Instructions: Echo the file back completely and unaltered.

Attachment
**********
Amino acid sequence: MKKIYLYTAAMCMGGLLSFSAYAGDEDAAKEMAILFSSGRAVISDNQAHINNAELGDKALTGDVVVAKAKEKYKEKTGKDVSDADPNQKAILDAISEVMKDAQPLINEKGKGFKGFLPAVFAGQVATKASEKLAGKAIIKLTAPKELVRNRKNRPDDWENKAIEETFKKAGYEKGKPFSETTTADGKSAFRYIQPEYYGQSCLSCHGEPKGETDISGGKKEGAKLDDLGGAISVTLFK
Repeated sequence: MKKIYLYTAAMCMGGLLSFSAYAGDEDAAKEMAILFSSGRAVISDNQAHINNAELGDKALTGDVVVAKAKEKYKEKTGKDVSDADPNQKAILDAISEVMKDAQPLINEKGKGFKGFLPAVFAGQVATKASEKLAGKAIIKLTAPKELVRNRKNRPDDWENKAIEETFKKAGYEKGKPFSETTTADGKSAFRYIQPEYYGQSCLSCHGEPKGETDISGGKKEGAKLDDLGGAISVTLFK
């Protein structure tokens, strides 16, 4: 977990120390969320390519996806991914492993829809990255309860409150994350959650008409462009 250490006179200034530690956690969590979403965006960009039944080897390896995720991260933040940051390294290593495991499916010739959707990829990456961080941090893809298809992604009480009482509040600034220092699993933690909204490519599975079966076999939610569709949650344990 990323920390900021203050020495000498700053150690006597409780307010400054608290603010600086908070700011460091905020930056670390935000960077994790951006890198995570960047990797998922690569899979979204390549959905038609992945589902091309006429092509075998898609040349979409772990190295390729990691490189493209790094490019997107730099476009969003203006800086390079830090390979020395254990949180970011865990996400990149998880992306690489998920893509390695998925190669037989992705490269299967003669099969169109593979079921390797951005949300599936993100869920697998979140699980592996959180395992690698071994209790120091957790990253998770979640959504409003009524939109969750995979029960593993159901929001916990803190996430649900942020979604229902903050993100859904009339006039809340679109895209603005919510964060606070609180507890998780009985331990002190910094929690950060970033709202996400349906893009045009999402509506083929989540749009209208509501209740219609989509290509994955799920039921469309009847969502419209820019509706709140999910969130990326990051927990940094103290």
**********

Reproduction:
Amino acid sequence: MKKIYLYTAAMCMGGLLSFSAYAGDEDAAKEMAILFSSGRAVISDNQAHINNAELGDKALTGDVVVAKAKEKYKEKTGKDVSDADPNQKAILDAISEVMKDAQPLINEKGKGFKGFLPAVFAGQVATKASEKLAGKAIIKLTAPKELVRNRKNRPDDWENKAIEETFKKAGYEKGKPFSETTTADGKSAFRYIQPEYYGQSCLSCHGEPKGETDISGGKKEGAKLDDLGGAISVTLFK
Repeated sequence: MKKIYLYTAAMCMGGLLSFSAYAGDEDAAKEMAILFSSGRAVISDNQAHINNAELGDKALTGDVVVAKAKEKYKEKTGKDVSDADPNQKAILDAISEVMKDAQPLINEKGKGFKGFLPAVFAGQVATKASEKLAGKAIIKLTAPKELVRNRKNRPDDWENKAIEETFKKAGYEKGKPFSETTTADGKSAFRYIQPEYYGQSCLSCHGEPKGETDISGGKKEGAKLDDLGGAISVTLFK
């Protein structure tokens, strides 16, 4: 977990120390969320390519996806991914492993829809990255309860409150994350959650008409462009 250490006179200034530690956690969590979403965006960009039944080897390896995720991260933040940051390294290593495991499916010739959707990829990456961080941090893809298809992604009480009482509040600034220092699993933690909204490519599975079966076999939610569709949650344990 990323920390900021203050020495000498700053150690006597409780307010400054608290603010600086908070700011460091905020930056670390935000960077994790951006890198995570960047990797998922690569899979979204390549959905038609992945589902091309006429092509075998898609040349979409772990190295390729990691490189493209790094490019997107730099476009969003203006800086390079830090390979020395254990949180970011865990996400990149998880992306690489998920893509390695998925190669037989992705490269299967003669099969169109593979079921390797951005949300599936993100869920697998979140699980592996959180395992690698071994209790120091957790990253998770979640959504409003009524939109969750995979029960593993159901929001916990803190996430649900942020979604229902903050993100859904009339006039809340679109895209603005919510964060606070609180507890998780009985331990002190910094929690950060970033709202996400349906893009045009999402509506083929989540749009209208509501209740219609989509290509994955799920039921469309009847969502419209820019509706709140999910969130990326990051927990940094103290």